For me, the weeks looked something like this:
Pre-virtual: 4ish weeks (no guided instruction) + 1–2 weeks of revisions and acceptance into a cohort. Note: After acceptance, I delayed my enrollment for a few months, so my overall timeline ran longer than most.
Virtual: 6 weeks online, with weekly checkins, design teams and instructor feedback, appx. 20–40 hrs/wk brushing the surface of UX, UI, and FED.
Immersion: 6 weeks, in-person/on-site, appx. 80+ hrs/wk (no joke).
Client/career: 6 weeks, in-person/on-site, appx. 60–70 hrs/wk for program/client things, countless hours spent on my own career materials and portfolio work.
..cue dramatic music
Upon arriving at the Merchandise Mart on the first day, I (like many others who first attempt to navigate that convoluted building) went up the wrong elevator. After three more tries, I finally found the right set of elevators to take me to the 12th floor (it’s the Orleans elevators by the way), and into 1871.
Walking through the doors, I felt a strange sense of wonder. After seeing everyone (from the chest up) via Google Hangout for six weeks, it was peculiar to see their full bodies in real life. Elizabeth, my mentor from the senior cohort (Quartz), took me on a tour of the space. Like many co-working spaces, there’s a palpable energy that fills the 12th floor of 1871, and I was glad to hear that though DESIGNATION had moved up to the 13th floor, we would spend a fair bit of time on both floors each day.
Day 1 introduction activities consisted of free food and coffee, icebreakers (#pancakes), introductions to the Quartzes, staff, instructors, program structure, and curriculum. We received our (new) Immersion design team assignments, and quickly got to work. There were 21 Ruby Cohort members, split into three teams of three, and three teams of four. I was on a three-person team, and like most things in life, that arrangement came with its own set of equally weighted pros and cons. For instance, teams of three may find it harder to divide tasks equally, since you can’t exactly “pair up.” On the other hand, sometimes fewer people meant more efficient decision making, which came in handy for things like setting presentation styles. Point is, no matter the team arrangement and dynamic, it all evens out (more or less) in the end.
Out of the six Immersion weeks, our cohort spent three weeks on UX, and three weeks on UI. At the end of each three-week block, we presented our work to a panel of guest judges. Here’s the rough outline of our classroom schedule for the Immersion weeks.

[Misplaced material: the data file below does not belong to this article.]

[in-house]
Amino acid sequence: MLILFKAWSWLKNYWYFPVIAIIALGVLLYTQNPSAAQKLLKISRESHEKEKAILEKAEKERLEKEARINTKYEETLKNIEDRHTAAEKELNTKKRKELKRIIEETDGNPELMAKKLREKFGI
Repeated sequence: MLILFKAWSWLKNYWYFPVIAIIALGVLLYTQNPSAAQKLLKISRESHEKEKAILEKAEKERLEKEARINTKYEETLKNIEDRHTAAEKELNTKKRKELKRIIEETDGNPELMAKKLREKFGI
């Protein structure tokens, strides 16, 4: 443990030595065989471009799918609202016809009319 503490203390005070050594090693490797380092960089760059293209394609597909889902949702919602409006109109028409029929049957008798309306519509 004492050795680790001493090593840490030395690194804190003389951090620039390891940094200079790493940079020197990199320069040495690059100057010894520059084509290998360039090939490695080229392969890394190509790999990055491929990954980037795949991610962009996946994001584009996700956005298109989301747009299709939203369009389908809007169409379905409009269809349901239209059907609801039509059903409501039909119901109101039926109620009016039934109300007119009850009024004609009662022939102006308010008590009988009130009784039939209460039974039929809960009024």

Week 1: User Research (M-Th), optional Dev workshop (F), full-day UX workshop (S)
Week 2: Synthesis & Strategy (M-Th), optional Dev workshop (F), full-day Axure workshop (S)
Week 3: Interaction Design (M-Th), optional Dev workshop (F), Final UX Presentation (S)
Week 4: Visual Design (M-Th), optional Dev workshop (F), full-day UI workshop 1 (S)
Week 5: Design Refinement (M-Th), Intro to Career Phase (F), full-day UI workshop 2 (S)
Week 6: Presentations (M-Th), Career workshop/Graduation day for the senior cohort (F), Portfolio workday (S)
In between our day-to-day assignments, there were PLENTY of other activities keeping us busy — guest lectures, supplemental workshops, small and large group feedback and critique sessions, mentor/mentee meetings, weekly 1871 happy hours, other networking events, and even the occasional Yoga class (a must for anyone working 80+ hours each week).
After each declaring our specialization around Week 5 of Immersion, our cohort came out with five UX teams, and two UI teams, with three people in each team. For everyone, the entire six weeks of client phase was broken up into two client projects, although individual group scheduling of meetings and presentations largely depended on the client’s availability (and sometimes, physical location). On average, projects for our cohort ranged anywhere between 14 and 18 (working) days. There was always a WHOLE lot of work to be done, and not a lot of time.
In between our client project work, we had career workshops with Mike, weekly guest lectures, a studio tour, and meetings with our mentees (heck yes, after 6 LONG weeks, we shifted roles and became mentors with our own mentees!), and meetings with our newly assigned (and seriously awesome) career mentors.
Going into the career phase, I felt a shift in our cohort dynamic (sh*t got real). In Immersion, petty arguments reached novela-worthy heights in a blink of an eye. In Client phase, there were (on average) more constructive arguments and clearer goals. I for one, greatly appreciated the structure and direction of client phase, feeling that it more closely resembled a working environment (compared to Immersion, which at times, could feel like high school).
Advice to future DESIGNATION students (or anyone looking to do a design bootcamp)